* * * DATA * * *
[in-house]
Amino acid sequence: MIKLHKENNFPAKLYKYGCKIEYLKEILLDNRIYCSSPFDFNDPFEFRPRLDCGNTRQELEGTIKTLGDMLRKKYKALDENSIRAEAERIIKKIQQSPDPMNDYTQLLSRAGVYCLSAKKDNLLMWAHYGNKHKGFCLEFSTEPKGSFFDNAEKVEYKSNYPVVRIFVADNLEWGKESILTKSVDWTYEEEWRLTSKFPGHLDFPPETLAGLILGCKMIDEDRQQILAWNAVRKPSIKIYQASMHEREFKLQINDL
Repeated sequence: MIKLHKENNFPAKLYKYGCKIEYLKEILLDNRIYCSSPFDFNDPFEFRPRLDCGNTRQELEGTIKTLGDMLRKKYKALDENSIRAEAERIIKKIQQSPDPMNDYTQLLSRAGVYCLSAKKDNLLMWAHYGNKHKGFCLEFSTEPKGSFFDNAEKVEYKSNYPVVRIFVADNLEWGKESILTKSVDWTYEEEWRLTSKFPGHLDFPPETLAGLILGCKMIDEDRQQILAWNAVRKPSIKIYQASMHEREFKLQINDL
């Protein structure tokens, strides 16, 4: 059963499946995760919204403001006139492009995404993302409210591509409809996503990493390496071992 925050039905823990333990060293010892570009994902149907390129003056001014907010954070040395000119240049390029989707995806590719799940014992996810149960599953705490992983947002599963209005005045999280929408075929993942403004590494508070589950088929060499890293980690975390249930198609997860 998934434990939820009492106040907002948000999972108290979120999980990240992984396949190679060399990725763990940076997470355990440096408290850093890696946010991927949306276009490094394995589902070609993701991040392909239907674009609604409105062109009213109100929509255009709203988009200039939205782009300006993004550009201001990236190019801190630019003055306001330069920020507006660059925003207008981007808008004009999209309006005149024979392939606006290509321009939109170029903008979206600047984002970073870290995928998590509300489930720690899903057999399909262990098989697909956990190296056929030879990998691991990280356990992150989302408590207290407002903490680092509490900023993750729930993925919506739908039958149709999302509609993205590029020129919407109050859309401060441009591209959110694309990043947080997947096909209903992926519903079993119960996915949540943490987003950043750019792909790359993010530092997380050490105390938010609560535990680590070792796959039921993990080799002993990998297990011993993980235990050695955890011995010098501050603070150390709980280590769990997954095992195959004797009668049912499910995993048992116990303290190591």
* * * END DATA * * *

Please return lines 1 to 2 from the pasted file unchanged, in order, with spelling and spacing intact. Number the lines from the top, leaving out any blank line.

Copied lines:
[in-house]
Amino acid sequence: MIKLHKENNFPAKLYKYGCKIEYLKEILLDNRIYCSSPFDFNDPFEFRPRLDCGNTRQELEGTIKTLGDMLRKKYKALDENSIRAEAERIIKKIQQSPDPMNDYTQLLSRAGVYCLSAKKDNLLMWAHYGNKHKGFCLEFSTEPKGSFFDNAEKVEYKSNYPVVRIFVADNLEWGKESILTKSVDWTYEEEWRLTSKFPGHLDFPPETLAGLILGCKMIDEDRQQILAWNAVRKPSIKIYQASMHEREFKLQINDL